Genvoya and Stribild
elvitegravir/cobicistat/emtricitabine/tenofovir alafenamide EVG/COBI/FTC/TAF and elvitegravir/cobicistat/emtricitabine/tenofovir disoproxil fumarate EVG/COBI/FTC/TDF
Standard DoseOne tablet once daily with food. For people taking HIV treatment for the first time (treatment-naïve) or individuals with suppressed viral load on a stable HIV regimen for at least 6 months who have no known resistance to the elvitegravir, emtricitabine, or tenofovir components of the regimen. Tablets contain 150 mg of the INSTI elvitegravir boosted by 150 mg cobicistat plus 200 mg emtricitabine, with 10 mg TAF in Genvoya and 300 mg TDF in Stribild.
Genvoya: For adults and children weighing at least 55 pounds (25 kg) and having a creatinine clearance (CrCl) of at least 30 mL/min (measurement of kidney function), as well as adults with creatinine clearance below 15 mL/min who are receiving chronic hemodialysis (HD). For people on chronic hemodialysis, take tablet once daily and administer after completion of hemodialysis on days of HD treatment. Dose cannot be adjusted for people with liver problems. Genvoya is not recommended for people who have severe liver problems, a CrCl between 15–30 mL/min, or a CrCl less than 15 mL/min who are not receiving chronic hemodialysis.
Stribild: For adults and children age 12 and older weighing at least 77 pounds (35 kg). Dose cannot be adjusted for people with kidney or liver problems. Stribild should not be started by individuals with estimated CrCl less than 70 mL/min and should be discontinued if CrCl decreases to less than 50 mL/min.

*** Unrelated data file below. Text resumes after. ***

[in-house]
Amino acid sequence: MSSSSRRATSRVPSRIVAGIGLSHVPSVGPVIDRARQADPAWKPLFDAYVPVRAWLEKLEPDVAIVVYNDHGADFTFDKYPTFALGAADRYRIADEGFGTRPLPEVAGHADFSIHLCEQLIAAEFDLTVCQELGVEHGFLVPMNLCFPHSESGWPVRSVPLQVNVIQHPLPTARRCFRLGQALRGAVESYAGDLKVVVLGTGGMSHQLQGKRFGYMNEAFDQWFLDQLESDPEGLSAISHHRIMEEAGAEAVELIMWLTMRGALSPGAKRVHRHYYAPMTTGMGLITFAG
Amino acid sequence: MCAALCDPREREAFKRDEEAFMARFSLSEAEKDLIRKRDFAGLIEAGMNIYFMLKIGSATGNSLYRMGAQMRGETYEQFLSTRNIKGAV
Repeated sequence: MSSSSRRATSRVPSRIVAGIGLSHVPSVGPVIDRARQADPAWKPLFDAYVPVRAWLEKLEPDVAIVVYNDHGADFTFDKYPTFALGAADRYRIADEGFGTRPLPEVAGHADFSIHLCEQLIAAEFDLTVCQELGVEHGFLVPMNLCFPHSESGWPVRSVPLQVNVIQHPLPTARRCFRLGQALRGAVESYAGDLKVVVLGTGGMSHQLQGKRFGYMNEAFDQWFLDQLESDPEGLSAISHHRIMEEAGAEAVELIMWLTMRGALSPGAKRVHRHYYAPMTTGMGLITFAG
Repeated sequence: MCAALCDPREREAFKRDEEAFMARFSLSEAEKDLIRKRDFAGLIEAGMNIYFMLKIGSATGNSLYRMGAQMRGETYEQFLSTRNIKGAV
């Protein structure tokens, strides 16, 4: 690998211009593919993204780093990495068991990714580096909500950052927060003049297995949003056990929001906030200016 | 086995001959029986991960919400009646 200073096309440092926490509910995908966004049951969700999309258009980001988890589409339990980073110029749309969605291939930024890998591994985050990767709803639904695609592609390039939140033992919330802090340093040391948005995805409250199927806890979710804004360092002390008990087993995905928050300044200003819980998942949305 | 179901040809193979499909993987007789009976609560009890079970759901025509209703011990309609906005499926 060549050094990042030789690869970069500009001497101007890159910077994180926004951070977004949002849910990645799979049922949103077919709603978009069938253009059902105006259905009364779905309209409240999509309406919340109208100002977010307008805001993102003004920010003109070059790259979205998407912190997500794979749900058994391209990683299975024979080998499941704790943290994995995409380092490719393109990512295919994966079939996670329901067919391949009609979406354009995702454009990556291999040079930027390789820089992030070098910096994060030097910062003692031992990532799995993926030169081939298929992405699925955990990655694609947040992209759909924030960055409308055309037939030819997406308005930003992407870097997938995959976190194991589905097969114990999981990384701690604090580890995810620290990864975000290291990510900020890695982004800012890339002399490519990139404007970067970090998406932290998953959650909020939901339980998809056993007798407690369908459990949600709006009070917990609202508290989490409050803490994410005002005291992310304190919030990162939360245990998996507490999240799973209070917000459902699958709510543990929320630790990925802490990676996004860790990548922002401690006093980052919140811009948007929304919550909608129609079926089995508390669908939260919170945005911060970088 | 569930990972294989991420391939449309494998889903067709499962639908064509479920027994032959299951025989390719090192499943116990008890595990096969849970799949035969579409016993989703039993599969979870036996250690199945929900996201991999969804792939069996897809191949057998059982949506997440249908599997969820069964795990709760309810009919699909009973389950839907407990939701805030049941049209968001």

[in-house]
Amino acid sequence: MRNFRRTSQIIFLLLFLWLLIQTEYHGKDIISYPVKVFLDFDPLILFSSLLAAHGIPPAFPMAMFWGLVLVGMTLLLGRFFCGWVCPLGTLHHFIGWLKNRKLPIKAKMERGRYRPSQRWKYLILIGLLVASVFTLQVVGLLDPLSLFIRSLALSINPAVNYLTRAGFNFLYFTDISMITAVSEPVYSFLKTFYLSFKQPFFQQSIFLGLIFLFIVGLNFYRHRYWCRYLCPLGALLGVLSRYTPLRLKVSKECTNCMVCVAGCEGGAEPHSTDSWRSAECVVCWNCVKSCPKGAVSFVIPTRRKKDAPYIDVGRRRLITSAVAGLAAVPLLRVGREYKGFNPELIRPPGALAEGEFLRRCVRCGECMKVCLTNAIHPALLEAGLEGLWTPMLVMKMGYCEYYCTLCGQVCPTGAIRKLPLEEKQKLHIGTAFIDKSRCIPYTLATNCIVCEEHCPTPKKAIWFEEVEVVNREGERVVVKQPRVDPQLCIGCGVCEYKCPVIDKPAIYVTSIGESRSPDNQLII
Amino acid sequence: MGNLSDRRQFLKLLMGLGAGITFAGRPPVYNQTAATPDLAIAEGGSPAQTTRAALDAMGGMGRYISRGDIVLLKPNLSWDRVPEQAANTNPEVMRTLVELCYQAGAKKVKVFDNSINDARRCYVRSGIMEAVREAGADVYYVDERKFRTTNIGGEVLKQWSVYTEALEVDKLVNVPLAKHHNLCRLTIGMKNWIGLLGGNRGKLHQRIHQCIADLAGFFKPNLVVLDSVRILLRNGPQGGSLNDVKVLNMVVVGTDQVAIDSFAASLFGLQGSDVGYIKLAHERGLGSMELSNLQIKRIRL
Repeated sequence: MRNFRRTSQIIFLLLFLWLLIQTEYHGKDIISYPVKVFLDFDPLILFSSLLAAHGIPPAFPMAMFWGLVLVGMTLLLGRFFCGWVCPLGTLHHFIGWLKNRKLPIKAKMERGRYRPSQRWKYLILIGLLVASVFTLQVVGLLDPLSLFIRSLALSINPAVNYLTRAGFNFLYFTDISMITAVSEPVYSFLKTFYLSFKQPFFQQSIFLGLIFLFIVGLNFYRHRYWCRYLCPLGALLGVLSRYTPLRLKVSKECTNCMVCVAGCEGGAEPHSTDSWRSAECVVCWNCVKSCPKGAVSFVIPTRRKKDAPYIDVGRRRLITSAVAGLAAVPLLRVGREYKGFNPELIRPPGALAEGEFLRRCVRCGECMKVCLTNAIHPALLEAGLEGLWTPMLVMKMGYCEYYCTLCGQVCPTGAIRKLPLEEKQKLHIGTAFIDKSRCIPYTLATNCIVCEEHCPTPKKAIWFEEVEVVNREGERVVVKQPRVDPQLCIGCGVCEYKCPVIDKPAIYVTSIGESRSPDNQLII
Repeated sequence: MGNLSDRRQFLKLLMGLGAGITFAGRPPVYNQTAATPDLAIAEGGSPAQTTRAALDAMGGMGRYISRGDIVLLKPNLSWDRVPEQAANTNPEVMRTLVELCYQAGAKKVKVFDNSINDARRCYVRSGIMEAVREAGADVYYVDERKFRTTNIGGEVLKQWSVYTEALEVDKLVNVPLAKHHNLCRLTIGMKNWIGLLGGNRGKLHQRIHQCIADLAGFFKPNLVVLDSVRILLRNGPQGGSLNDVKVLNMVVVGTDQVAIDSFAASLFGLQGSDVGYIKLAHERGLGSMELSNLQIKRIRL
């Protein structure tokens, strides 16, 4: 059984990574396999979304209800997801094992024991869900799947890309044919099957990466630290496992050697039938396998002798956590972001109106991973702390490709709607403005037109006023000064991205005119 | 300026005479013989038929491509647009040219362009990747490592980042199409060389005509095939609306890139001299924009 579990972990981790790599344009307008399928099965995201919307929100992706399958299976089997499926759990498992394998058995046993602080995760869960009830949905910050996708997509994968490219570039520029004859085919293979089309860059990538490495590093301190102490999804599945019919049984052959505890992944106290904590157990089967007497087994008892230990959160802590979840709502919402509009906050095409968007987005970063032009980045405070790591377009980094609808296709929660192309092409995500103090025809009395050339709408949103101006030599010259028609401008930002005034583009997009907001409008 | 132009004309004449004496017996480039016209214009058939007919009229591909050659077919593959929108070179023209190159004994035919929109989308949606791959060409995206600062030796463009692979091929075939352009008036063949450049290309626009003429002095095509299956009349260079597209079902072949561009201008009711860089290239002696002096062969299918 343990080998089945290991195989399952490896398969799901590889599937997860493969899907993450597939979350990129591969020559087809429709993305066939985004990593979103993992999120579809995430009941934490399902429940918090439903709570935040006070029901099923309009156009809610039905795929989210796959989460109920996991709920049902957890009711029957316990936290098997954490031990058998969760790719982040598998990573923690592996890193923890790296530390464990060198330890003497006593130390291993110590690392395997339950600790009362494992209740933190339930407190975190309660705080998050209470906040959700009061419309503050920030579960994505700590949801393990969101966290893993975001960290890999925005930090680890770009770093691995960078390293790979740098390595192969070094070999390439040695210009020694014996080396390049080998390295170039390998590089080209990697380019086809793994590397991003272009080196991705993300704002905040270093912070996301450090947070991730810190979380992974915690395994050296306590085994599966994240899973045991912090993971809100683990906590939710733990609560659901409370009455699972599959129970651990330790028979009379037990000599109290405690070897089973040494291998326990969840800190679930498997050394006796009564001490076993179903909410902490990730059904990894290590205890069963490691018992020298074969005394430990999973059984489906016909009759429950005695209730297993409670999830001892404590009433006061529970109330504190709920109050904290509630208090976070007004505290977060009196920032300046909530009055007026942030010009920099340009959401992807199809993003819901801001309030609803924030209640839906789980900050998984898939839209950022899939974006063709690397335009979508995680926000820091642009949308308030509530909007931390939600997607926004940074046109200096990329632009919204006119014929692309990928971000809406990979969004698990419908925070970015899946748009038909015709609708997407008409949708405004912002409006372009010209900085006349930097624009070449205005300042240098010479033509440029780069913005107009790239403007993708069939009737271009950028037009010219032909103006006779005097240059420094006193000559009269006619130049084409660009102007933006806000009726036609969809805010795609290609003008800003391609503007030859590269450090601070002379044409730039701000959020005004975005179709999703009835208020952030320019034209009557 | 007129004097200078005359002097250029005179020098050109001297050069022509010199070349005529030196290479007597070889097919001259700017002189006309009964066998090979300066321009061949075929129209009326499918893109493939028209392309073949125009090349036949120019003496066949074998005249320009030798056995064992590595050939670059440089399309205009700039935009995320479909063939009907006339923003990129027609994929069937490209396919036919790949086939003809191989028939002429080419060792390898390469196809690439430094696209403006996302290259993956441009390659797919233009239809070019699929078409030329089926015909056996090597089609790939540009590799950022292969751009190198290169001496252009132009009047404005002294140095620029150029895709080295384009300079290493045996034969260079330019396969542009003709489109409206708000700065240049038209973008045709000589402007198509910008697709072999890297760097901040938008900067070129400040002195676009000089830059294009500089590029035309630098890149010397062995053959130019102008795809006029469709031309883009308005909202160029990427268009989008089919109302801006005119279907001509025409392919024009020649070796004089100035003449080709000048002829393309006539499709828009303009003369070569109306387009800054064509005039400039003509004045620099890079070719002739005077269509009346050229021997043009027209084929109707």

Take missed dose as soon as possible, unless it is closer to the time of your next dose. Do not double up on your next dose.
- See the individual drugs: Emtriva, Viread, and Tybost. Elvitegravir is not available separately. TAF is not available separately for HIV, but is used to treat hepatitis B under the brand name Vemlidy.
- See package insert for more complete information on potential side effects and interactions.
ManufacturerGilead Sciences, Inc.
(800) GILEAD-5 (445-3235)
Potential Side Effects and Toxicity
Common side effects include nausea and diarrhea. INSTIs and TAF have been associated with weight gain. Cobicistat can cause a small, reversible increase in serum creatinine within the first few weeks of treatment without affecting actual kidney function. While cobicistat does not affect actual kidney function, its effect on SCr can make monitoring of impaired kidney function more difficult or less accurate. INSTIs have been associated with adverse neuropsychiatric effects (such as sleep disturbances, depression, anxiety, suicidal ideation) in some retrospective cohort studies and case series. DHHS guidelines recommend closely monitoring people on an INSTI who have pre-existing psychiatric conditions. Prior to initiation, people should be tested for hepatitis B virus (HBV) infection. Severe exacerbations of HBV have been reported in people co-infected with HBV who have discontinued Genvoya or Stribild (due to elimination of the emtricitabine and tenofovir components, which also treat hepatitis B). Monitor liver enzymes closely in co-infection. HBV therapy may be warranted upon discontinuation. Call your health care provider right away if you develop any of the following signs of hepatitis: yellowing of the skin or whites of the eyes; dark or tea-colored urine; pale-colored bowel movements; nausea or vomiting; loss of appetite; or pain, aching, or tenderness on the right side below the ribs.
Before taking Genvoya or Stribild, kidney function testing should be conducted, including serum creatinine (SCr), serum phosphorus, urine glucose, and urine protein. These measurements should continue to be monitored while taking Genvoya or Stribild.
Potential Drug Interactions